Sermon for Christmas Eve, 2018 -- Christmas According to Peanuts


-a sermon preached on Christmas Eve 2018 Pardeeville

(Luke 2:8-14)


          Christmastime is special for a number of reasons.  So much to see and to do.  Even your television is not immune to this phenomenon.  Lots of special programs are aired in the weeks leading up to Christmas.  Everyone has their favorite.  Me?  I think one of the best Christmas programs ever was first broadcast 53 years ago…A Charlie Brown Christmas.  Like everything Charles Schulz put into his comic strip, there’s an important message contained in this cartoon story of a group of children getting ready for their Christmas play.  We get a glimpse of what that trouble is in the first minute of the show when Charlie Brown complains that he just doesn’t understand Christmas.  “I know I should be happy but I’m not”, he says.  Of course, avid readers of the comic strip Peanuts© know in an instant that Charlie Brown has a tough life.  The poor guy has very few successes.

          Throughout the first half of “A Charlie Brown Christmas”, we see characters that represent different aspects of the holiday season.  Snoopy, Charlie Brown’s pet beagle, looks for the meaning of Christmas by entering a holiday lighting contest.  Charlie Brown’s sister, Sally, dictates a letter to Santa Claus…ending her long list of expected presents with, “Please note the size and color of each item and send as many as possible. If it seems too complicated, make it easy on yourself.  Just send money. How about tens and twenties?”  And when it comes time to get a Christmas tree for the community Christmas play, Lucy’s suggestion is to get a gaudy artificial one.  Of course, what Charlie Brown brings instead is the saddest excuse for a Christmas tree possible.  It loses some of its needles whenever it’s moved from one place to another.  The other children laugh at him.  That, in a nutshell, is the life of Charlie Brown.  Just to be clear, there is nothing inherently wrong with holiday decorations or gifts or Christmas trees.  These are time-tested ways that we celebrate Christmas.

          Close to the end of “A Charlie Brown Christmas”, the point is about to be made.  Again Charlie Brown admits that he just doesn’t know what Christmas is all about and, to no one in particular, he shouts, “Isn’t there anyone who can tell me what Christmas is all about?”  Linus, the blanket-holding, thumb sucking youngster, has the answer.  Linus is the philosopher of the comic strip.  He’s the one who, on more than one occasion, gives us sage advice.  He’s the one who shares his experiences so we don’t make the same mistakes.  He once advised “Never jump into a pile of leaves holding a wet sucker!” And in this Christmas program, Linus is the one who knows what Christmas is all about.    He recites these verses from the Gospel according to Luke, using the King James translation…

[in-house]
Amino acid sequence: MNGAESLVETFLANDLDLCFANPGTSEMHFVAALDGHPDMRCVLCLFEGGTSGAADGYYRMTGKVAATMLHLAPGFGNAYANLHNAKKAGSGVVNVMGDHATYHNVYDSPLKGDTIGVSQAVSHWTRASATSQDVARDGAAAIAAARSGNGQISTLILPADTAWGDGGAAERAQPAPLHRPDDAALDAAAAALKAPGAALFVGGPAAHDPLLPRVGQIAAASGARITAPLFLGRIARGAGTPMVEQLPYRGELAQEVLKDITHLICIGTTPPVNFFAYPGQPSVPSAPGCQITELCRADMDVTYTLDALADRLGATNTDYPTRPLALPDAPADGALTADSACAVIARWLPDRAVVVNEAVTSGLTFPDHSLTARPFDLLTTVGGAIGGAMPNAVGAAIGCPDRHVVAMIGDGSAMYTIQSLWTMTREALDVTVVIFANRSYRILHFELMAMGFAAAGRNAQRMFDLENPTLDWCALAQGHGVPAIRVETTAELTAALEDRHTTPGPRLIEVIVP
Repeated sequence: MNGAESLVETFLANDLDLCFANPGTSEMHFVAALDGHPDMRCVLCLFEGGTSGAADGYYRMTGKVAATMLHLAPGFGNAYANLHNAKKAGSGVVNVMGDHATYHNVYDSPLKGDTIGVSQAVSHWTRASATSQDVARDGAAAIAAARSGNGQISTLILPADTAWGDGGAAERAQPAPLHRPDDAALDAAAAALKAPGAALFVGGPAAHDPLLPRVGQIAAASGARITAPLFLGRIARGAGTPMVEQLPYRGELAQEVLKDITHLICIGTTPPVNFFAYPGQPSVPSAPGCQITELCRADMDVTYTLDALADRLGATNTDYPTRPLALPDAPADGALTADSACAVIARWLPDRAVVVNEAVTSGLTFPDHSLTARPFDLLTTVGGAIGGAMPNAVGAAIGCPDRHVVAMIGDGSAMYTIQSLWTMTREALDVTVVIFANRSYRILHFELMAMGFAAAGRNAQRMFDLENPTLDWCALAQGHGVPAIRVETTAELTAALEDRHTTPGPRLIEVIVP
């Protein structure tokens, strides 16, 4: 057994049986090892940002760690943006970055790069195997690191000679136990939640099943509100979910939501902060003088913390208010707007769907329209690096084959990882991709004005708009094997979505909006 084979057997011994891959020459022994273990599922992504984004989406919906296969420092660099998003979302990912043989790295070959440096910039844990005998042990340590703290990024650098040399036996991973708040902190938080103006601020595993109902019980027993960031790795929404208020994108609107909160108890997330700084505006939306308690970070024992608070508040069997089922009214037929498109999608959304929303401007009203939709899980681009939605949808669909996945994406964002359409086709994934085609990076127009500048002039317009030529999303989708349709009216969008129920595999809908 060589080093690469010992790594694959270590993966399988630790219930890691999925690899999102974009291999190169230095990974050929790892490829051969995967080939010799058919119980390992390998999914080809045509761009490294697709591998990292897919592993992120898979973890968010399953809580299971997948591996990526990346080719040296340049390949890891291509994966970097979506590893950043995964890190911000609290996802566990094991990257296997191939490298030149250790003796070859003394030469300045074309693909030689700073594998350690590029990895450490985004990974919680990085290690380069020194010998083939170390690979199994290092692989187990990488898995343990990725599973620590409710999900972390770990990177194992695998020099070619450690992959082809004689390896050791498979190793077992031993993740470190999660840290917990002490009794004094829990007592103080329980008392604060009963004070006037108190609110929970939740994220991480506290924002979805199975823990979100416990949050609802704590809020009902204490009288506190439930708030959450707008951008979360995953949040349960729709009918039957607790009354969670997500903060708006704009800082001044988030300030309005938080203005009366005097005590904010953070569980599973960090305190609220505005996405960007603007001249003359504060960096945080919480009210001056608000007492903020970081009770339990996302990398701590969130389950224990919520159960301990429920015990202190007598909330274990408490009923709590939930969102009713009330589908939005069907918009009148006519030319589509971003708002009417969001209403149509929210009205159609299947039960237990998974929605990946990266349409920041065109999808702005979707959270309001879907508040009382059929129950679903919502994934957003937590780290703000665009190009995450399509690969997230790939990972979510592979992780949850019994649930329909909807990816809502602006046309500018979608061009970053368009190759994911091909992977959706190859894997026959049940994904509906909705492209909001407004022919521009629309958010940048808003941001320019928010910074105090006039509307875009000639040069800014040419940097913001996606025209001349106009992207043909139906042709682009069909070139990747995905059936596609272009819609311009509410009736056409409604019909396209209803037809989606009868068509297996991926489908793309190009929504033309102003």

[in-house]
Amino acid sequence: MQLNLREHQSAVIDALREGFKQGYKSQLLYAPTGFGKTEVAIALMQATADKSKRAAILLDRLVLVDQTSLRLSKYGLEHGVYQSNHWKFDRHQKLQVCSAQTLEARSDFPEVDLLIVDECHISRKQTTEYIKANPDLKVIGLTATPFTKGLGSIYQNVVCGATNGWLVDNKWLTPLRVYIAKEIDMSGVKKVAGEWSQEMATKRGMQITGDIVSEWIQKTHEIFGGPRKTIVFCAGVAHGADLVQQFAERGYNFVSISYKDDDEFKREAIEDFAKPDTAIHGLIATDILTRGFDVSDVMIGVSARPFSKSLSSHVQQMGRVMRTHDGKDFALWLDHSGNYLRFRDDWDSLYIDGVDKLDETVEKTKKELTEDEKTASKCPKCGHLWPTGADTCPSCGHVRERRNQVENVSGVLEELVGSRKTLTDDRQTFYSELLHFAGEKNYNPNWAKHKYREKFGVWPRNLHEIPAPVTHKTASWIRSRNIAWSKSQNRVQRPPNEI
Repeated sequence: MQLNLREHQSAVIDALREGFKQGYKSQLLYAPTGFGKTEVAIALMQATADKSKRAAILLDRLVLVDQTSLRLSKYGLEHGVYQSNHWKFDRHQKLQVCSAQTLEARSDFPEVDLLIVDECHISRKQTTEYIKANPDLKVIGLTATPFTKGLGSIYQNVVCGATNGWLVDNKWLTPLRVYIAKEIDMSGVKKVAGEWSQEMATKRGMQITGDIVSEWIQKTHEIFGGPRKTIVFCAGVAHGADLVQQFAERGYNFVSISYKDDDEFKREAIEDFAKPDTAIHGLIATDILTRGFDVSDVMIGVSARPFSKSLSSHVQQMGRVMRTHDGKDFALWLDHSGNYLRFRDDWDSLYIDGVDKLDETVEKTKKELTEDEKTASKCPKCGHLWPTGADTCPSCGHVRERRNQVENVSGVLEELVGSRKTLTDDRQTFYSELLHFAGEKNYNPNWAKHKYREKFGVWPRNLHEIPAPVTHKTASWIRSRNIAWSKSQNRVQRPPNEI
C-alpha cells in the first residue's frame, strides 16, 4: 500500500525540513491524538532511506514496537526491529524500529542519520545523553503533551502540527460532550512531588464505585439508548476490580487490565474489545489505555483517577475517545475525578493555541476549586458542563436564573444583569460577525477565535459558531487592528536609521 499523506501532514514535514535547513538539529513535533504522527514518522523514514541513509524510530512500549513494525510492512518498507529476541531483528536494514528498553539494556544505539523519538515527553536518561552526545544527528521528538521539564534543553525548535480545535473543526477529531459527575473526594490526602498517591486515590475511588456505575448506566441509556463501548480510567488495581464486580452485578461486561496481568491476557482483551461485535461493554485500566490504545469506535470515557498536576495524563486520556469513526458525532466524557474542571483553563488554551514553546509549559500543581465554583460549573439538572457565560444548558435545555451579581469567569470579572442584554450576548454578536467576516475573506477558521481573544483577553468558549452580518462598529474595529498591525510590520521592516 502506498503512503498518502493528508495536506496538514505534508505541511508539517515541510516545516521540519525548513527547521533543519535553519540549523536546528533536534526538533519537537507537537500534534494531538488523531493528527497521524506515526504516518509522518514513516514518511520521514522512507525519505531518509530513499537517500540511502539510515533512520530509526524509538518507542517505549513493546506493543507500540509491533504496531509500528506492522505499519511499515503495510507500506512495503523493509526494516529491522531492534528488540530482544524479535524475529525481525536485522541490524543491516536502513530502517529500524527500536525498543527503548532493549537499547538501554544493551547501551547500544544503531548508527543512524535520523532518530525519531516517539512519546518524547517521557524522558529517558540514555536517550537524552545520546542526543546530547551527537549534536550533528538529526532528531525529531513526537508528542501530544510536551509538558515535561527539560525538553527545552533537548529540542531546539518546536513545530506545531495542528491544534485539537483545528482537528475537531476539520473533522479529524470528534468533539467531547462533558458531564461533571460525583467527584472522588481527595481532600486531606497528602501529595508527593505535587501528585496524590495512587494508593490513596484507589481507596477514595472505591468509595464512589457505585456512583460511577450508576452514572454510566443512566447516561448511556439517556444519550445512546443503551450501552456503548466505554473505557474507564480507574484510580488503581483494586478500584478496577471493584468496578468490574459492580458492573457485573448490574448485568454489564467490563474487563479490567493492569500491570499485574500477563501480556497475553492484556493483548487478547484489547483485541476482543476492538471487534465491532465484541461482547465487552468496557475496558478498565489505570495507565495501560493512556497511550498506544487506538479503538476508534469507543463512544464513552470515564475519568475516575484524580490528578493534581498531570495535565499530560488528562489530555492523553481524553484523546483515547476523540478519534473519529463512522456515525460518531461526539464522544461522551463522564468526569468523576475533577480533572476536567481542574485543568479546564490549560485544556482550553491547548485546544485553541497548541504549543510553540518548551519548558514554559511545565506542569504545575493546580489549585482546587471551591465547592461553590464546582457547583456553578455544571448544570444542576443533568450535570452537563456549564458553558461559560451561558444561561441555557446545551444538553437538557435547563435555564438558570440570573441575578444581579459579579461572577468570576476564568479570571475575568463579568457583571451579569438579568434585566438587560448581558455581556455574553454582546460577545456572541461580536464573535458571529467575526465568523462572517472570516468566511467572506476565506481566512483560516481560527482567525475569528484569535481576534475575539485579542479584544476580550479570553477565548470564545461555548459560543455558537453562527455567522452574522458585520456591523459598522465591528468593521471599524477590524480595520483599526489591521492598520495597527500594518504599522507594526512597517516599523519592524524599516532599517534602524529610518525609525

“And there were in the same country shepherds abiding in the field, keeping watch over their flock by night. And lo, the angel of the Lord came upon them, and the glory of the Lord shown round about them. And they were sore afraid. And the angel said unto them, "Fear not, for

behold, I bring you tidings of great joy which will be to all people. For unto you is born this day in the city of David a Savior, which is Christ the Lord. And this shall be a sign unto you. You shall find the babe wrapped in swaddling clothes lying in a manger.” And suddenly there was with the angel a multitude of the heavenly host, praising God and saying, “Glory to God in the highest, and on Earth peace, goodwill toward men.”

          There are numerous surprises in the story of the birth of Jesus.  You could almost share these events in comic strip form because they are, to say the least, unexpected.  Crazy things begin to happen when Elizabeth conceives in her old age.  There’s the fact that God chose a young, maybe thirteen year old girl from Nazareth to be the mother of the Son of God.  And the surprises just keep on coming tonight.  The first people to hear about the birth of Jesus are shepherds…regular old shepherds.  God doesn’t come to earth in a palace.  God comes to earth in a stable.  I mean you just can’t make this stuff up!  The story of Jesus’ birth is one that should encourage all of us.  Because tonight, God has come to all of us.  You don’t have to be rich or mighty or a member of some aristocracy.  You don’t have to have all the answers.  In fact, you don’t have to have any answers.  God comes to earth tonight…to become one of us and to save all of us.  That’s what we celebrate.  Very much like the shepherds, we are surprised by all this.  Yet we travel to see God.  We gather here tonight to celebrate the birth of Jesus and to revel in the fact that God comes to us, happy to be a part of our lives.

          I’m pretty sure that those shepherds were different people after having seen the Messiah.  And when we come to welcome Jesus, to invite him into our hearts, we’re going to be changed too.  So, in many ways, this is our night.  This is the night that changes us for the rest of our lives.  Glory to God in the highest.  On earth, peace to all.  That’s what Christmas is all about.  Thanks be to God and Merry Christmas!

  August 2021  
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